“I’ve missed more than 9,000 shots in my career,” NBA legend Michael Jordan, who was known for his late-game heroics in addition to six national titles, once said. “I’ve lost almost 300 games – 26 times, I’ve been trusted to take the game winning shot and missed. I’ve failed over and over and over again in my life, and that is why I succeed.”
10. When all else fails
They know how – and when – to adjust their game plan. Flexibility and adaptability is essential to survival. I wrote a previous column on this exact topic… the ability to shift when everything around you is shifting too.
11. Ultimate teammate
They will assume whatever role is necessary for the team to win. Individual accomplishments are important, but the sum is always greater in value than the individual parts. How much do you step up to help those around you? When others around you thrive, you thrive as well.
12. Not just about the Benjamins
They don’t play just for the money. It’s never about the money. And if it is, it’s about the wrong thing. The money will come if you follow your passion… if you become a part of something bigger than yourself. As a business owner, I view our profits as a catalyst to build a greater organization.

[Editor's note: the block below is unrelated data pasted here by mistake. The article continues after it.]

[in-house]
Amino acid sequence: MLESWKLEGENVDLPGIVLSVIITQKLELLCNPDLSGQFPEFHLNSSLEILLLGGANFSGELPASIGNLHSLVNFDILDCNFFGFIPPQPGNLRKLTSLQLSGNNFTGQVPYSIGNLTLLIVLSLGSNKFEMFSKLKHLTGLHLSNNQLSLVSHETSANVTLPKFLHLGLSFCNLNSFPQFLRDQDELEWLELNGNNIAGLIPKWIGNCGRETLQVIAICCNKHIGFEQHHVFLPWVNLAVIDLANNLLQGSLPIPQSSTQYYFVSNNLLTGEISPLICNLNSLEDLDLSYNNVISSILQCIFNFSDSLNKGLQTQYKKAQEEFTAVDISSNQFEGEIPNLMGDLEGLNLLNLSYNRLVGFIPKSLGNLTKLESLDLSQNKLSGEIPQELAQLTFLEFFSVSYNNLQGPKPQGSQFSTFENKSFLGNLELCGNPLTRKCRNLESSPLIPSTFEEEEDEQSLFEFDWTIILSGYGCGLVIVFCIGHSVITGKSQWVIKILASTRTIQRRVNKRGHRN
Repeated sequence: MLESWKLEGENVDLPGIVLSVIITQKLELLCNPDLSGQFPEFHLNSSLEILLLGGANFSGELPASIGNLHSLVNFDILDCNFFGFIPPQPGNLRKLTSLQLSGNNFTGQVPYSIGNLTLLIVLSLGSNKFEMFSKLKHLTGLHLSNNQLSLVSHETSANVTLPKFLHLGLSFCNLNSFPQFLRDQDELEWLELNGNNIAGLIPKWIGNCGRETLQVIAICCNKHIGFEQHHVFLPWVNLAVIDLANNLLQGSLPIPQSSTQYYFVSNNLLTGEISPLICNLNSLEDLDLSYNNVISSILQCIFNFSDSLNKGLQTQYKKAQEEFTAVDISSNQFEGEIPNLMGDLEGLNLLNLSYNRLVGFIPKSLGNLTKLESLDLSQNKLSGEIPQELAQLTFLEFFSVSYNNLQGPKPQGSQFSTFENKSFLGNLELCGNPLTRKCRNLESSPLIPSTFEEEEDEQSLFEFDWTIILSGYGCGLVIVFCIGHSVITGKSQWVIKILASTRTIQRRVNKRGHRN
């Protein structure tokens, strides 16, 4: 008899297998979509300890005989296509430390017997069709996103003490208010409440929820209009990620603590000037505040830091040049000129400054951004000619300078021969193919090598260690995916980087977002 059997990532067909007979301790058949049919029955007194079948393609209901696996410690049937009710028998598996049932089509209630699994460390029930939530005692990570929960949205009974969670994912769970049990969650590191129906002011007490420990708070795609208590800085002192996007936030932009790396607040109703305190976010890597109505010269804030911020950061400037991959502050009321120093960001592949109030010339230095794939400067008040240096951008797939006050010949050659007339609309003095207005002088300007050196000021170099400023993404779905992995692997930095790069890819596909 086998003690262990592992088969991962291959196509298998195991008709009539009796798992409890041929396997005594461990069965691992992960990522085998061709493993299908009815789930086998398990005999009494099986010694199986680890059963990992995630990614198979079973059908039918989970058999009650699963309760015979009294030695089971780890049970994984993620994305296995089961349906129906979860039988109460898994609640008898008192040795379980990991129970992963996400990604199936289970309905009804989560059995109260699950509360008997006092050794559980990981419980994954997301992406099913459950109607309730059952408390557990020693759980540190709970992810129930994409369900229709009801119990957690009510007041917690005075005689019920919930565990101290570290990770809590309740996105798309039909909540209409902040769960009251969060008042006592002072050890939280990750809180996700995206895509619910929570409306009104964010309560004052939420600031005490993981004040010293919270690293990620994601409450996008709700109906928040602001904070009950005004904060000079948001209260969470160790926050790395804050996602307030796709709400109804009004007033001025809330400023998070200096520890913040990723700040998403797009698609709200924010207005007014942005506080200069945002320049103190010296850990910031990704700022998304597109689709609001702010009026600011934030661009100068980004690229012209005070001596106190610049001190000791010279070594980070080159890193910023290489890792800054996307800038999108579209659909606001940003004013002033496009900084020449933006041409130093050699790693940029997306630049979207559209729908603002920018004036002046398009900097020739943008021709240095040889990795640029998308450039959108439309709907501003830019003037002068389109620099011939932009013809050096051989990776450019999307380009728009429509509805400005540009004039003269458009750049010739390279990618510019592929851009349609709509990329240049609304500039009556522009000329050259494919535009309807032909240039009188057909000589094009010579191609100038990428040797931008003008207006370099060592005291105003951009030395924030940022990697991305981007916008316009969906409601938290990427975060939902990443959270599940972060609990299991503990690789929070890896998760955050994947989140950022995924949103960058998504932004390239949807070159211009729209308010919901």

How they live:
13. Do unto others
They know character is defined by how they treat those who cannot help them. One of the greatest sources of satisfaction is helping others, from a truly altruistic standpoint. We all have something to give… our time, our experiences, our compassion.
14. When no one is watching
They are comfortable in the mirror… they live their life with integrity. I always tell my kids… “What matters is not what you do when everyone is watching. What matters is what you do when no one is watching.” Your ultimate accountability has to be to yourself.
15. When everyone is watching
They embrace the idea of being a role model. As leaders, we have an obligation to promote positive leadership, and demonstrate the positive influence we can have on others. Our actions shape those coming behind us.
16. Records are made to be broken
They know their legacy isn’t what they did on the field. They are well-rounded. A legacy isn’t what you took from this world. A legacy is what you leave behind.
- Marissa Levin and her Women Grow Business series on women in business, leadership, and sales;
- Sibyl Edwards and observing the mindset of entrepreneurs.
Guest contributor Marissa Levin is Founder and CEO of Information Experts. Launching a new Women Grow Business series on sales strategy, Marissa was named a 2008 BRAVO Award winner by SmartCEO Magazine (which honors the region’s 25 most influential women CEOs) and recently was listed in Washington’s 100 Technology Titans by Washingtonian Magazine. Describing her true passion as “helping other business owners be successful with their own business growth”, Marissa can be reached through her blog Marissa Levin.Google+